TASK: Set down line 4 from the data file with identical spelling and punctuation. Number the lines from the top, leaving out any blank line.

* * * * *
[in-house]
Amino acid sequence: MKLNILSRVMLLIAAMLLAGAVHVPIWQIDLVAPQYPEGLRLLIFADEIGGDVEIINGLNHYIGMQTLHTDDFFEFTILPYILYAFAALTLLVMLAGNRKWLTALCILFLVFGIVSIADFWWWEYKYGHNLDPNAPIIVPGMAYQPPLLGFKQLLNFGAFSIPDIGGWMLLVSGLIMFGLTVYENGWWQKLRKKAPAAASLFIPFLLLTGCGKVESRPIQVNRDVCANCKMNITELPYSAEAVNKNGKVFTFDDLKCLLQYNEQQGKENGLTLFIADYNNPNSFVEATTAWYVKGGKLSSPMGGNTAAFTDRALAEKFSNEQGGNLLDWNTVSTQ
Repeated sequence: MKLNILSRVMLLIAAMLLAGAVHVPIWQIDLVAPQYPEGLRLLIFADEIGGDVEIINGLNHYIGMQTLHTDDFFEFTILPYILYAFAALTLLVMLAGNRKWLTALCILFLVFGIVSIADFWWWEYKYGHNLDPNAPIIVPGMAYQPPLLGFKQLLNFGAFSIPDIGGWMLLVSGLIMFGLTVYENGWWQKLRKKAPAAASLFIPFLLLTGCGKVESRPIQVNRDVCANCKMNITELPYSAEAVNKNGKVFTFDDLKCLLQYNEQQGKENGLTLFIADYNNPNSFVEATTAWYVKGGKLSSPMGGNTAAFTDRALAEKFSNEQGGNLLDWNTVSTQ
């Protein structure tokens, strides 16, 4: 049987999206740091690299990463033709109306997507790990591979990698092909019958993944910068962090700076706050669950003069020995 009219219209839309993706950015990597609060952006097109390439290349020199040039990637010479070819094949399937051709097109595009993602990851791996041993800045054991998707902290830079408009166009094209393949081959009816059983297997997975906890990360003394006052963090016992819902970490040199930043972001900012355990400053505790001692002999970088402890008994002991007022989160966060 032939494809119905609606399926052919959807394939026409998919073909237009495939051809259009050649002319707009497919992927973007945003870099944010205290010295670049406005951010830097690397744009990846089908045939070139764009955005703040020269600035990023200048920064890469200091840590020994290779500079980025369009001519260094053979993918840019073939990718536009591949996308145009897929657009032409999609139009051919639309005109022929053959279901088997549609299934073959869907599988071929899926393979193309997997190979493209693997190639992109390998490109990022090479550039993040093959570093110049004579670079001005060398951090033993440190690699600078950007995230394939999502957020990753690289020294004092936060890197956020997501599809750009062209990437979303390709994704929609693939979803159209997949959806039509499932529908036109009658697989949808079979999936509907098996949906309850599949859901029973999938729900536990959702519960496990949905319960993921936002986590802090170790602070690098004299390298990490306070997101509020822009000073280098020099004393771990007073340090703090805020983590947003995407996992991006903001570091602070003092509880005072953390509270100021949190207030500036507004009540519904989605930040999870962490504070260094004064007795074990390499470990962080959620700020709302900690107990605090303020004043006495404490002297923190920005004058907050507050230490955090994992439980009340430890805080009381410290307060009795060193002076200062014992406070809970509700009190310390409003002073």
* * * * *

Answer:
């Protein structure tokens, strides 16, 4: 049987999206740091690299990463033709109306997507790990591979990698092909019958993944910068962090700076706050669950003069020995 009219219209839309993706950015990597609060952006097109390439290349020199040039990637010479070819094949399937051709097109595009993602990851791996041993800045054991998707902290830079408009166009094209393949081959009816059983297997997975906890990360003394006052963090016992819902970490040199930043972001900012355990400053505790001692002999970088402890008994002991007022989160966060 032939494809119905609606399926052919959807394939026409998919073909237009495939051809259009050649002319707009497919992927973007945003870099944010205290010295670049406005951010830097690397744009990846089908045939070139764009955005703040020269600035990023200048920064890469200091840590020994290779500079980025369009001519260094053979993918840019073939990718536009591949996308145009897929657009032409999609139009051919639309005109022929053959279901088997549609299934073959869907599988071929899926393979193309997997190979493209693997190639992109390998490109990022090479550039993040093959570093110049004579670079001005060398951090033993440190690699600078950007995230394939999502957020990753690289020294004092936060890197956020997501599809750009062209990437979303390709994704929609693939979803159209997949959806039509499932529908036109009658697989949808079979999936509907098996949906309850599949859901029973999938729900536990959702519960496990949905319960993921936002986590802090170790602070690098004299390298990490306070997101509020822009000073280098020099004393771990007073340090703090805020983590947003995407996992991006903001570091602070003092509880005072953390509270100021949190207030500036507004009540519904989605930040999870962490504070260094004064007795074990390499470990962080959620700020709302900690107990605090303020004043006495404490002297923190920005004058907050507050230490955090994992439980009340430890805080009381410290307060009795060193002076200062014992406070809970509700009190310390409003002073």